Written and directed by Paul Andrew Williams, Bull (Neil Maskell) mysteriously returns home after a 10 year absence to seek revenge on those who double crossed him all those years ago. Also starring: Lois Brabin-Platt, David Hayman, Kevin Harvey, Jake Davies, Tamzin Outhwaite and David Nellist.
Crime is a staple of British cinema, whether it be murder, gangsters, drugs or a combination of all and Bull slides easily into the fold. However, that ultimately proves to be its key downfall, wading into overly travelled territory. It’s a typical revenge story, there’s nothing original to the journey it takes and the one unique turn it tries to throw in the mix is a cheap, unsatisfying twist. It hits various different stereotypes and cliches along the way, and lacks a reason to invest in its story. The character of Bull is one you’d likely find Liam Neeson or Jason Statham portraying, a dedicated father and man capable of great violence but without a more rounded personality.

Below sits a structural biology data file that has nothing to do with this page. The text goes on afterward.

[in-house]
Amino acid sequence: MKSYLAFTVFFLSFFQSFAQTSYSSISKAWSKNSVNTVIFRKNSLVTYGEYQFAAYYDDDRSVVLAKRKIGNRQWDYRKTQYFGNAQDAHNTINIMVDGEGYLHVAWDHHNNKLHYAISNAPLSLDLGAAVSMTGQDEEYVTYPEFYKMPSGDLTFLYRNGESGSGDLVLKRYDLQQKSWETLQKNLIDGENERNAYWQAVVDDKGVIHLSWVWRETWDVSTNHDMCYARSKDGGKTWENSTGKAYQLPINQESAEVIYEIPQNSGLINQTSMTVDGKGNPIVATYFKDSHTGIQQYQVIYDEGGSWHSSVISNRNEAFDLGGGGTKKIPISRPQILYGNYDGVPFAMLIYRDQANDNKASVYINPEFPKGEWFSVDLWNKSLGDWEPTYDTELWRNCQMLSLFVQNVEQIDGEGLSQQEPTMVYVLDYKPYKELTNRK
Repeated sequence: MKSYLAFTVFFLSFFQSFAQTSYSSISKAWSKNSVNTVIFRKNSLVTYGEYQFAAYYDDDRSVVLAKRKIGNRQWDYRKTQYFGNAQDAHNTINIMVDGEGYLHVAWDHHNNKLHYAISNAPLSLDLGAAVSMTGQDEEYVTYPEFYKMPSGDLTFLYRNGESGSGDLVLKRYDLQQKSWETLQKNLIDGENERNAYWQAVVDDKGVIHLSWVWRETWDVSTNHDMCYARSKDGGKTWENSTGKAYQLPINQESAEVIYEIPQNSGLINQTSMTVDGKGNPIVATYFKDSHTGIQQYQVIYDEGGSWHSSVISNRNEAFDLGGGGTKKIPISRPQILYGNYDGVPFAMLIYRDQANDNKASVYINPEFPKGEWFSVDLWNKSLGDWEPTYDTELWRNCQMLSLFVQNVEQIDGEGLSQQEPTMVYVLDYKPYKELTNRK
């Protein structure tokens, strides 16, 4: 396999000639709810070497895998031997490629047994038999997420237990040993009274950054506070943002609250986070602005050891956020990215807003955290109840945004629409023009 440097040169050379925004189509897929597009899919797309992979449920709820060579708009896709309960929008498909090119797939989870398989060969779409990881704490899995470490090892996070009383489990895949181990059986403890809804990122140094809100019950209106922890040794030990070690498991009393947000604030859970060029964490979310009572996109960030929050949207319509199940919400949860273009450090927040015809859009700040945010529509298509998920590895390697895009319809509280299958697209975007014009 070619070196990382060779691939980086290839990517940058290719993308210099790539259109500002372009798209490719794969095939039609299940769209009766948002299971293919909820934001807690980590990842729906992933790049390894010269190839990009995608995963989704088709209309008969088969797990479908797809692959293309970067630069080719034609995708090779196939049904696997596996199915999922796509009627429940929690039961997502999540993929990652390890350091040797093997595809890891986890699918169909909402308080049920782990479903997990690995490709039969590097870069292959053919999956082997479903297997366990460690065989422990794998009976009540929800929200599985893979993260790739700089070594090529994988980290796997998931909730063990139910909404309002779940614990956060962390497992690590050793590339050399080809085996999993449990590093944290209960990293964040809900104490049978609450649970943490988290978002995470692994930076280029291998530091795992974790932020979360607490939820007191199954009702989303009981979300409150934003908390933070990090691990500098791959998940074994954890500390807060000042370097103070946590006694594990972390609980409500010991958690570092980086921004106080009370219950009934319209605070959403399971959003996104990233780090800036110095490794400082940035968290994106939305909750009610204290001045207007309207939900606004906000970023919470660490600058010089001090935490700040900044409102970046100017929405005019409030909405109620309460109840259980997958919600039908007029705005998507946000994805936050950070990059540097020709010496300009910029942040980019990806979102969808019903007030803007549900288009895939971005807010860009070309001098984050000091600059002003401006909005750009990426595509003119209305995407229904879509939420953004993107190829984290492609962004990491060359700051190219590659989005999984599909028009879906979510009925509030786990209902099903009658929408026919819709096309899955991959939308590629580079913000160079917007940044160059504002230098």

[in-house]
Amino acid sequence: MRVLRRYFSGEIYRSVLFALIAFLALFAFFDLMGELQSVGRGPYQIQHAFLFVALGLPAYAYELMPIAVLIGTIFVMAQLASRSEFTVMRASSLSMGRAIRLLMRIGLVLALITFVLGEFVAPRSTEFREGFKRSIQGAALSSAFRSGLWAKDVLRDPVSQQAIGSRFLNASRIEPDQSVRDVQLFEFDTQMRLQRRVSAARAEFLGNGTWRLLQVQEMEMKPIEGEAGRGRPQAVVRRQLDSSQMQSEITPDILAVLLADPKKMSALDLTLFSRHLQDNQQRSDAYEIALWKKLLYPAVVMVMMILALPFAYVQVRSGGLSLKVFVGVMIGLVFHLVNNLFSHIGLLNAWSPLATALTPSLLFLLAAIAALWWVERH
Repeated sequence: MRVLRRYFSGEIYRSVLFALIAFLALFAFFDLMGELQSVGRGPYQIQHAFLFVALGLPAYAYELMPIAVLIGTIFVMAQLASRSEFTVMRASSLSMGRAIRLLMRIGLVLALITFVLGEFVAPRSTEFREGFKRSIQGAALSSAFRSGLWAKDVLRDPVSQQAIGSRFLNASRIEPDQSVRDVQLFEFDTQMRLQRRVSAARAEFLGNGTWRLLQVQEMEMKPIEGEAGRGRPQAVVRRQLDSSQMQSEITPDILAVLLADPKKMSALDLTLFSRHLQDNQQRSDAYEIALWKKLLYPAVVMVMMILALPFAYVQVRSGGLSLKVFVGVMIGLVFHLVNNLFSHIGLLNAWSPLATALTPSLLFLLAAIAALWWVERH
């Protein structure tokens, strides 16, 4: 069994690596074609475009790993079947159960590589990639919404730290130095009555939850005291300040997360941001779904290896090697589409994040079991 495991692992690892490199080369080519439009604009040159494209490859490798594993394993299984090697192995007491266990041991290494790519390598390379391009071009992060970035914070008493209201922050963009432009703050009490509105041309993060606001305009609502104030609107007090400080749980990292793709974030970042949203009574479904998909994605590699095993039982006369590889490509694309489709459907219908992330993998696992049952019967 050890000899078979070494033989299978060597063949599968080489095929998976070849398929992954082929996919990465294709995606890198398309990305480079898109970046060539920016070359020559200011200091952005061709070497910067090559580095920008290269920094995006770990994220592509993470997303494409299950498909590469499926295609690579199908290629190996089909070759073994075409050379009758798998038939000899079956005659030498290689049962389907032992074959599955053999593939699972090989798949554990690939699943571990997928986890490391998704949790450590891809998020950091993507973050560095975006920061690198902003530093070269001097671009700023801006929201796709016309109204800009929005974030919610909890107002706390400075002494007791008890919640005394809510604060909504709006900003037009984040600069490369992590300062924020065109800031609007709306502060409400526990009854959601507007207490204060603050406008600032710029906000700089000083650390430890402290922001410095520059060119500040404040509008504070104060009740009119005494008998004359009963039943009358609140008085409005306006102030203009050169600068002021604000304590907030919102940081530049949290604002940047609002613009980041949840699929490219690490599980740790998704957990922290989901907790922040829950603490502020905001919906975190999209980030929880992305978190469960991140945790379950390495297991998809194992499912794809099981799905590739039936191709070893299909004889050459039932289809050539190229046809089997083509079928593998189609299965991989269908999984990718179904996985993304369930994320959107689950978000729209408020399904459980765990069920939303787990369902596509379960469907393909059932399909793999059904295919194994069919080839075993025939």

With a story that’s predictable and one-note, it distinctly restricts what the cast is capable of bringing to the table. For Maskell, this feels like a role he could do in his sleep at this point, it doesn’t feel at all a challenge for him. Hayman similarly can easily pull this off but does have a good presence. The rest of the cast mostly hits insincere and forced notes, the stereotypical dialogue is in big part to blame for that.
The style of direction is what you’d expect for this type of feature, it leans into the intensity and darkness. However, at times it goes overboard with the violence in a clear attempt to shock. Overall, it’s well done, adds in notes of colour throughout to add variety to the darkness. It moves with a decent pace but does hit repetitive notes within its overriding theme of revenge, slowing it down.
Bull follows a disappointing pattern of stereotypes and unoriginal themes. It begins to feel more derivative as times goes on and sadly its key attempt to change that is, paired with some overt violence, a transparent shot at shock and surprise. With wooden dialogue and a predictable story, the quality of its acting and direction could never surpass the level needed to balance out that unoriginality.